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Lightning Strike?

Old 09-03-2012, 02:08 PM
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Default Lightning Strike?

We had a tremendous lighting storm In Bethany Beach last weekend, stayed over our house and marine for several hours...

Now the electronics on my boat won't come on -- Furuno Chartplotter/fishfinder and rader. The stereo, VHF and lighting are all fine. No signs of damage, no blown fuses and power is getting to the units. Could lightning have hit the boat or nearby and damaged them even if they were powered off?
Old 09-03-2012, 04:56 PM
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On July 4th, 2011 a boat in a lift 60 feet from our boat (in our slip) took a direct lightning hit.

We had boats with various levels of electronics damage within about a 100-ft radius.

In our case, the Electro-Magnetic Pulse (EMP) induced a voltage in the NMEA2K bus that fried numerous connected components.

We lost our Lowrance radar, one of two GPS receivers, the Simrad AP-16 electronics, and the segment of the engine ECMs that formats the Command Link output (connected to NMEA2K bus). About $7000 just for the material, and the insurance company let me do my own installations, based on the input from the surveyor they sent.

I would strongly recommend that you get this all checked out very carefully. Pumps and other things that you might not think to check could also be inoperative, e.g. fresh water, live well, trim tabs, etc.

Also, the insurance companies seem to accept that all damage may not be immediately apparent. We did not have any supplemental claim, but several folks with lifts had their drive motors fail within a month or so after the lightning strike.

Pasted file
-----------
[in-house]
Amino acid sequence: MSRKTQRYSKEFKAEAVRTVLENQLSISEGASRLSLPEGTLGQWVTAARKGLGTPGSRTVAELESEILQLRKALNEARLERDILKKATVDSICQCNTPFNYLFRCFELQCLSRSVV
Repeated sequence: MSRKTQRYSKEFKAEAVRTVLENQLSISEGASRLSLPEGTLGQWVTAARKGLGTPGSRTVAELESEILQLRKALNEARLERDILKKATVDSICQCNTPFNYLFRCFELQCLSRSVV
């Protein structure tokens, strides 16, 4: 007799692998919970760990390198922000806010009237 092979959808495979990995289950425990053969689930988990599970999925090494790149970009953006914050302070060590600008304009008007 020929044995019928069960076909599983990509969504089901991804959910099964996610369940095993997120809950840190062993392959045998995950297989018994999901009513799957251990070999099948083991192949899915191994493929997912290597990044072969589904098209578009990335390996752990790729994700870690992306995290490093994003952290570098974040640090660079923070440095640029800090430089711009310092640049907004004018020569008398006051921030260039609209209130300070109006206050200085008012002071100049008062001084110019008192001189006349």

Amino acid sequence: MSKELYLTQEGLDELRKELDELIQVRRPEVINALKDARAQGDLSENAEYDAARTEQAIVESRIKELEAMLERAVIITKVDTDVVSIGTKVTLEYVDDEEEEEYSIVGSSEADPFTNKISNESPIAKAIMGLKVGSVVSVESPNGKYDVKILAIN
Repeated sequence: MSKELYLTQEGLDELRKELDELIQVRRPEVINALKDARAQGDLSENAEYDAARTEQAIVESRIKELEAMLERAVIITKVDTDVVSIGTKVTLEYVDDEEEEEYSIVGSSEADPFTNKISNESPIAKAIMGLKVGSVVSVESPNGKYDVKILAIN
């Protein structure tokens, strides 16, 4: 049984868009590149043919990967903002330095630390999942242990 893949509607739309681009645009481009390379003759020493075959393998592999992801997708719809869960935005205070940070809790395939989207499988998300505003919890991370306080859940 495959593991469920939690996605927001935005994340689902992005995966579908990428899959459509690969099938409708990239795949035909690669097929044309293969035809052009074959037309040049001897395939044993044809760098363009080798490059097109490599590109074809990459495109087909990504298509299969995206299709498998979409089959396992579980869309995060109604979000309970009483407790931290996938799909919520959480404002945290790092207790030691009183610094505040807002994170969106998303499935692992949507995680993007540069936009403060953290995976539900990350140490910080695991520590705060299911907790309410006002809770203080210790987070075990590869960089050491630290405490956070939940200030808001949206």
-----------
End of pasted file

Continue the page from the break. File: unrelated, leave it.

Brian
Old 09-03-2012, 06:38 PM
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Originally Posted by Capt. Dan View Post
Could lightning have hit the boat or nearby and damaged them even if they were powered off?

Yes. Absolutely positively.
Old 09-03-2012, 09:13 PM
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+1 Yes. I've lost my tank level indicators, a VHF, WiFi repeater and charger on two occasions. The strikes were certainly close but not direct.
Old 09-04-2012, 06:05 AM
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Thanks all. What perplexes me is I can find no visible damage and I have no shorepower. So did it come through my out drive or outriggers?
Old 09-04-2012, 06:35 AM
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Originally Posted by Capt. Dan View Post
Thanks all. What perplexes me is I can find no visible damage and I have no shorepower. So did it come through my out drive or outriggers?
You may not see any physicial damage if you did not take the hit directly. I had a strike hit a tree 15 feet from my house last week and it took out the cable and the internet, as well as the router and tripped every GFI breaker at the main panel. With that many volts it does not have to be all that close (within 75 feet) to cause damage. Hope you get it all sorted out quickly.
Old 09-04-2012, 06:48 AM
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You don't have to have any connections to power at all. The magnetic field from the extreme currents within a lightning bolt creates it's own electricity in any conductor it encounters (ie: your boat wiring). This induced voltage can arc over the open contacts in switches and is what kills electronics nearby. It even induces damaging currents in the traces of printed wiring boards within the unit. The military uses this phenomenon as a weapon. See EMP in Wikipedia.